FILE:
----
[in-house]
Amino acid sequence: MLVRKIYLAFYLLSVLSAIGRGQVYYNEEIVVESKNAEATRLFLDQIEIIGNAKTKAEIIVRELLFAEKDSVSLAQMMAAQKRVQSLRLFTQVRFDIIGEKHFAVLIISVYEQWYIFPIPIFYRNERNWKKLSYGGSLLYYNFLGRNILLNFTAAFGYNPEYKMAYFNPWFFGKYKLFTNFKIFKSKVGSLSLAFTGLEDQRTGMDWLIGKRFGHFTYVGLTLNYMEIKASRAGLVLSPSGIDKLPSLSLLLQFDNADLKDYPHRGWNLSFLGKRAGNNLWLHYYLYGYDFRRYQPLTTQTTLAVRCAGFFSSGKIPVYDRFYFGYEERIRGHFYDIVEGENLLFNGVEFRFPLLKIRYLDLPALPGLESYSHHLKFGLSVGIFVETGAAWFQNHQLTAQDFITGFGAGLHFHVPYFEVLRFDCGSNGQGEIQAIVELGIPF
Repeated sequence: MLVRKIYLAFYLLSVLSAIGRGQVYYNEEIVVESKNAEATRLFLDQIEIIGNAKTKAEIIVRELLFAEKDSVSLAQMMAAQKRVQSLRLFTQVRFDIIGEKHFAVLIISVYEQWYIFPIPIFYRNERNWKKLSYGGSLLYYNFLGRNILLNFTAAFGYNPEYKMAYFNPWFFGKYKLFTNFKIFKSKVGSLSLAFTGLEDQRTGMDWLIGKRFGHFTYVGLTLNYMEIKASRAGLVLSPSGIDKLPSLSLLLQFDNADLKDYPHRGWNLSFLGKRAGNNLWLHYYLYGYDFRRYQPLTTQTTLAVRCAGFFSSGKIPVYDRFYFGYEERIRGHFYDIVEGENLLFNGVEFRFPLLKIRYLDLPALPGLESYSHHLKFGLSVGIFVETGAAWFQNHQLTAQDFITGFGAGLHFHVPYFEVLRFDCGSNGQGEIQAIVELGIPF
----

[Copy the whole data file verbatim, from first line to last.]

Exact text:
[in-house]
Amino acid sequence: MLVRKIYLAFYLLSVLSAIGRGQVYYNEEIVVESKNAEATRLFLDQIEIIGNAKTKAEIIVRELLFAEKDSVSLAQMMAAQKRVQSLRLFTQVRFDIIGEKHFAVLIISVYEQWYIFPIPIFYRNERNWKKLSYGGSLLYYNFLGRNILLNFTAAFGYNPEYKMAYFNPWFFGKYKLFTNFKIFKSKVGSLSLAFTGLEDQRTGMDWLIGKRFGHFTYVGLTLNYMEIKASRAGLVLSPSGIDKLPSLSLLLQFDNADLKDYPHRGWNLSFLGKRAGNNLWLHYYLYGYDFRRYQPLTTQTTLAVRCAGFFSSGKIPVYDRFYFGYEERIRGHFYDIVEGENLLFNGVEFRFPLLKIRYLDLPALPGLESYSHHLKFGLSVGIFVETGAAWFQNHQLTAQDFITGFGAGLHFHVPYFEVLRFDCGSNGQGEIQAIVELGIPF
Repeated sequence: MLVRKIYLAFYLLSVLSAIGRGQVYYNEEIVVESKNAEATRLFLDQIEIIGNAKTKAEIIVRELLFAEKDSVSLAQMMAAQKRVQSLRLFTQVRFDIIGEKHFAVLIISVYEQWYIFPIPIFYRNERNWKKLSYGGSLLYYNFLGRNILLNFTAAFGYNPEYKMAYFNPWFFGKYKLFTNFKIFKSKVGSLSLAFTGLEDQRTGMDWLIGKRFGHFTYVGLTLNYMEIKASRAGLVLSPSGIDKLPSLSLLLQFDNADLKDYPHRGWNLSFLGKRAGNNLWLHYYLYGYDFRRYQPLTTQTTLAVRCAGFFSSGKIPVYDRFYFGYEERIRGHFYDIVEGENLLFNGVEFRFPLLKIRYLDLPALPGLESYSHHLKFGLSVGIFVETGAAWFQNHQLTAQDFITGFGAGLHFHVPYFEVLRFDCGSNGQGEIQAIVELGIPF